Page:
In my friend’s view, anyone close to the Yaus family already knew the specifics and didn’t need to be told them, and they were none of anybody else’s business. My friend is a therapist herself; she has a sharper than average awareness of emotional suffering that can become too great to bear. She recognized the respect that the Wednesday Journal normally pays it. Peter Traczyk, a member of her church who sat on the village’s elementary school board, shot himself last February in a forest preserve. The Wednesday Journal’s coverage had been straightforward but delicate—Haley remembers it as “pretty much pitch-perfect”—and he’d defended his paper against criticism that it hadn’t been forthcoming enough. “Our policy is that we will report on a death by suicide if it is a public figure or takes place in a public place,” he’d written then. “But beyond being an elected official, Mr. Traczyk was also a father and husband and soccer coach in a small community and that reality deserves respect and some level of privacy.”

Ten months later, Haley’s paper violated these principles. “That’s what makes this situation so incredibly frustrating,” Haley told me.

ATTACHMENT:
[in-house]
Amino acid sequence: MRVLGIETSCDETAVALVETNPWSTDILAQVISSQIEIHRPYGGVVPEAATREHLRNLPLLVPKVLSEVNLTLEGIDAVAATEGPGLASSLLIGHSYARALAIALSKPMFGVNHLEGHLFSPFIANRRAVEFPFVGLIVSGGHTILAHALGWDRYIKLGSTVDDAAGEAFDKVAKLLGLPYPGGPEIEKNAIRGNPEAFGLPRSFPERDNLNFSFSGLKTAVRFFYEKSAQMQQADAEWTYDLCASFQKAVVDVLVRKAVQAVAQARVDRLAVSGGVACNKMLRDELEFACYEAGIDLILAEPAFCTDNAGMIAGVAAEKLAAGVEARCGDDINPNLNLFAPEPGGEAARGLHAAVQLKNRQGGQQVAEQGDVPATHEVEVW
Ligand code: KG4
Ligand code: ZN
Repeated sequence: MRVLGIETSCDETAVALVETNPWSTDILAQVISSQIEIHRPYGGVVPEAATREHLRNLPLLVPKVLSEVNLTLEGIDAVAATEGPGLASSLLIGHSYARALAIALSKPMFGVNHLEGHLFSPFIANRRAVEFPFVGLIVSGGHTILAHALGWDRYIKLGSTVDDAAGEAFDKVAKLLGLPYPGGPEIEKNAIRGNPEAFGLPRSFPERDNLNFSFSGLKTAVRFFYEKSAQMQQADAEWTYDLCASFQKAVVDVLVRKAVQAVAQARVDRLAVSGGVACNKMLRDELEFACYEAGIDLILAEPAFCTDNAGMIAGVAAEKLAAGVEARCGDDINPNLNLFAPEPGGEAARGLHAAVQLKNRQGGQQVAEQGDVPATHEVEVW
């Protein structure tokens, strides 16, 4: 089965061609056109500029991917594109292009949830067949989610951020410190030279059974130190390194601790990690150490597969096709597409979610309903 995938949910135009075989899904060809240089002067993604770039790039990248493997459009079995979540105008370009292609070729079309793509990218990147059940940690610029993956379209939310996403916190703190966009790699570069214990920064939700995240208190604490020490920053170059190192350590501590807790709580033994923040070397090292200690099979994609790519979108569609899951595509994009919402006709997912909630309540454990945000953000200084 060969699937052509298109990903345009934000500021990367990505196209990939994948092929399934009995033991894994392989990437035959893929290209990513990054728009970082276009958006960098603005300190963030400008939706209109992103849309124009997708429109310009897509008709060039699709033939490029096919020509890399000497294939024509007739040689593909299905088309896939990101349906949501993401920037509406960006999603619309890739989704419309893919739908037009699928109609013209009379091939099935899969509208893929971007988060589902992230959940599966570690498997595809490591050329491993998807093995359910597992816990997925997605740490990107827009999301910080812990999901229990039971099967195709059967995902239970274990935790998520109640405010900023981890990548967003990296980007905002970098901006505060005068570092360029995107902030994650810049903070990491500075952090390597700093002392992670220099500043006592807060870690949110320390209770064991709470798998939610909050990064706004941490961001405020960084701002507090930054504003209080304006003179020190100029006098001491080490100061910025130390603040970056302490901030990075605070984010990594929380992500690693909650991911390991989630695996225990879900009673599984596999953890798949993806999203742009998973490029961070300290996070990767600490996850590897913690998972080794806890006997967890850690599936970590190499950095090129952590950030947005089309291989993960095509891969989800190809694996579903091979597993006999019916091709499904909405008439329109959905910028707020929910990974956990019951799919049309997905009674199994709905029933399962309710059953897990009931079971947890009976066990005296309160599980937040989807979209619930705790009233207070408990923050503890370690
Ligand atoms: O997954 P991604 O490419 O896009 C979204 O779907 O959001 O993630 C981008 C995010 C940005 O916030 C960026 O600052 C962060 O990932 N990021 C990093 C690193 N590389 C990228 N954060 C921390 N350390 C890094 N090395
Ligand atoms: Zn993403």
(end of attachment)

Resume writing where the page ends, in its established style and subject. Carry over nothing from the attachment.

The death of Alicia Yaus was different in that the original reporting when she was missing imposed an obligation on Haley’s paper to follow up when her body was found. But this slope is far from being too slippery to negotiate. How did it happen? I asked Haley. “It happened for all the reasons things like this happen these days,” he replied, speaking of things that go wrong at newspapers. “Too much effort to push copy out, too few people, not enough eyes. Fundamentally it happened because we made a fundamental error in judgment about what’s appropriate to publish.”

“We completely screwed it up,” he added. “An apology was warranted and necessary.”

I’m not a fan of apologies because they so seldom convey any sense of genuine regret. But I admire Haley—this old story of mine helps explain why—and it didn’t surprise me that his apology is different. “While factually accurate and based on public information,” Haley wrote, “the article was completely tone deaf as it included details related to her death that had no purpose in being published. The inclusion of this information was contrary to our editorial policies and, more importantly, fully at odds with the essential values of trust and respect which we work hard each day to build with our readers.”

He continued:

Clearly there was a vital miscommunication internally and for that I take full responsibility.

I recognize the intense pain we have caused both this family and the wider community with our reporting. I offer our deepest apology and regret.